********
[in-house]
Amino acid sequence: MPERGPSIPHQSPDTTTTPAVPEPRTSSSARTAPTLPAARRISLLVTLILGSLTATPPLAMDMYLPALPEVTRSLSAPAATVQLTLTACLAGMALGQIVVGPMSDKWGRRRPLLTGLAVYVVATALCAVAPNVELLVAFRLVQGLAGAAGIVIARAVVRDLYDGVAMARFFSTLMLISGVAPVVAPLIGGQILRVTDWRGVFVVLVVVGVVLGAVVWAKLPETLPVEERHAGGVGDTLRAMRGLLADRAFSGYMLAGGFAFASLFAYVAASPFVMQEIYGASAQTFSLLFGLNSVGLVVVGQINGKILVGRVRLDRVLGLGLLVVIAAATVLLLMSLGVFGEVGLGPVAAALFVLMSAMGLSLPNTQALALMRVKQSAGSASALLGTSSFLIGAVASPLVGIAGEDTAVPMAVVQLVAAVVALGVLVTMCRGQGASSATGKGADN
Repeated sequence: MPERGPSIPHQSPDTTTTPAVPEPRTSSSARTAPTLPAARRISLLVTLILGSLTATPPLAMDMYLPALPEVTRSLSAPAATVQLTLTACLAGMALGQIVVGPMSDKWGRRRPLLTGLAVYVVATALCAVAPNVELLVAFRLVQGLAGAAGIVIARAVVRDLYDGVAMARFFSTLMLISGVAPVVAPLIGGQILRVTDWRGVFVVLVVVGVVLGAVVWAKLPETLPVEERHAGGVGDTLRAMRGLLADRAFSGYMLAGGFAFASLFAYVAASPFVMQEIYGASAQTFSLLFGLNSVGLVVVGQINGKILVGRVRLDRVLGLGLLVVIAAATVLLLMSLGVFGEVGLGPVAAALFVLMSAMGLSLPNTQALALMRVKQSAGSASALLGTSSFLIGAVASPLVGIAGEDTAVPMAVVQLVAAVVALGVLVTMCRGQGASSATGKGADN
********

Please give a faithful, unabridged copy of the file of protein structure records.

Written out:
[in-house]
Amino acid sequence: MPERGPSIPHQSPDTTTTPAVPEPRTSSSARTAPTLPAARRISLLVTLILGSLTATPPLAMDMYLPALPEVTRSLSAPAATVQLTLTACLAGMALGQIVVGPMSDKWGRRRPLLTGLAVYVVATALCAVAPNVELLVAFRLVQGLAGAAGIVIARAVVRDLYDGVAMARFFSTLMLISGVAPVVAPLIGGQILRVTDWRGVFVVLVVVGVVLGAVVWAKLPETLPVEERHAGGVGDTLRAMRGLLADRAFSGYMLAGGFAFASLFAYVAASPFVMQEIYGASAQTFSLLFGLNSVGLVVVGQINGKILVGRVRLDRVLGLGLLVVIAAATVLLLMSLGVFGEVGLGPVAAALFVLMSAMGLSLPNTQALALMRVKQSAGSASALLGTSSFLIGAVASPLVGIAGEDTAVPMAVVQLVAAVVALGVLVTMCRGQGASSATGKGADN
Repeated sequence: MPERGPSIPHQSPDTTTTPAVPEPRTSSSARTAPTLPAARRISLLVTLILGSLTATPPLAMDMYLPALPEVTRSLSAPAATVQLTLTACLAGMALGQIVVGPMSDKWGRRRPLLTGLAVYVVATALCAVAPNVELLVAFRLVQGLAGAAGIVIARAVVRDLYDGVAMARFFSTLMLISGVAPVVAPLIGGQILRVTDWRGVFVVLVVVGVVLGAVVWAKLPETLPVEERHAGGVGDTLRAMRGLLADRAFSGYMLAGGFAFASLFAYVAASPFVMQEIYGASAQTFSLLFGLNSVGLVVVGQINGKILVGRVRLDRVLGLGLLVVIAAATVLLLMSLGVFGEVGLGPVAAALFVLMSAMGLSLPNTQALALMRVKQSAGSASALLGTSSFLIGAVASPLVGIAGEDTAVPMAVVQLVAAVVALGVLVTMCRGQGASSATGKGADN